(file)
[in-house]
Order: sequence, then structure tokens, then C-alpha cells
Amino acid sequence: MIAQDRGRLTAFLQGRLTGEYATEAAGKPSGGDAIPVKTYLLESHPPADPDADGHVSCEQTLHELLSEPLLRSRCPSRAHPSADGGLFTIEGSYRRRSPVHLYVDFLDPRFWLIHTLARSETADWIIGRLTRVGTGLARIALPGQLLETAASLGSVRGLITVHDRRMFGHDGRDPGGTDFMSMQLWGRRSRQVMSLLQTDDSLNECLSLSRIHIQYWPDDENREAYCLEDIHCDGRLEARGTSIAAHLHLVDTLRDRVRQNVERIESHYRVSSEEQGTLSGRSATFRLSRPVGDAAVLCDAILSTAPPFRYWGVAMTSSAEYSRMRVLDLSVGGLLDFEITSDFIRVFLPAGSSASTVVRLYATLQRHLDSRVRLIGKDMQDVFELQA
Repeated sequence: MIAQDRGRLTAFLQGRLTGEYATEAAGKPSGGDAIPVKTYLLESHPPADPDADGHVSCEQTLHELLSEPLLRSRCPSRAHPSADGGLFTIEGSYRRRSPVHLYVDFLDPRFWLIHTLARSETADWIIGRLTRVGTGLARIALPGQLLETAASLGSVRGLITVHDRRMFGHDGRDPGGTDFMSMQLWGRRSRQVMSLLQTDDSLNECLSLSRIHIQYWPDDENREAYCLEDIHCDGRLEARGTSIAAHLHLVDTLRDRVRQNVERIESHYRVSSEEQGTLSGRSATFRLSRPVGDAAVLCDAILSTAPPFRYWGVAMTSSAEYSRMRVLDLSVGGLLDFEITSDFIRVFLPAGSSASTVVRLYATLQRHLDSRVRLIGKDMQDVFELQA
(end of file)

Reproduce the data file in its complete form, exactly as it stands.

[in-house]
Order: sequence, then structure tokens, then C-alpha cells
Amino acid sequence: MIAQDRGRLTAFLQGRLTGEYATEAAGKPSGGDAIPVKTYLLESHPPADPDADGHVSCEQTLHELLSEPLLRSRCPSRAHPSADGGLFTIEGSYRRRSPVHLYVDFLDPRFWLIHTLARSETADWIIGRLTRVGTGLARIALPGQLLETAASLGSVRGLITVHDRRMFGHDGRDPGGTDFMSMQLWGRRSRQVMSLLQTDDSLNECLSLSRIHIQYWPDDENREAYCLEDIHCDGRLEARGTSIAAHLHLVDTLRDRVRQNVERIESHYRVSSEEQGTLSGRSATFRLSRPVGDAAVLCDAILSTAPPFRYWGVAMTSSAEYSRMRVLDLSVGGLLDFEITSDFIRVFLPAGSSASTVVRLYATLQRHLDSRVRLIGKDMQDVFELQA
Repeated sequence: MIAQDRGRLTAFLQGRLTGEYATEAAGKPSGGDAIPVKTYLLESHPPADPDADGHVSCEQTLHELLSEPLLRSRCPSRAHPSADGGLFTIEGSYRRRSPVHLYVDFLDPRFWLIHTLARSETADWIIGRLTRVGTGLARIALPGQLLETAASLGSVRGLITVHDRRMFGHDGRDPGGTDFMSMQLWGRRSRQVMSLLQTDDSLNECLSLSRIHIQYWPDDENREAYCLEDIHCDGRLEARGTSIAAHLHLVDTLRDRVRQNVERIESHYRVSSEEQGTLSGRSATFRLSRPVGDAAVLCDAILSTAPPFRYWGVAMTSSAEYSRMRVLDLSVGGLLDFEITSDFIRVFLPAGSSASTVVRLYATLQRHLDSRVRLIGKDMQDVFELQA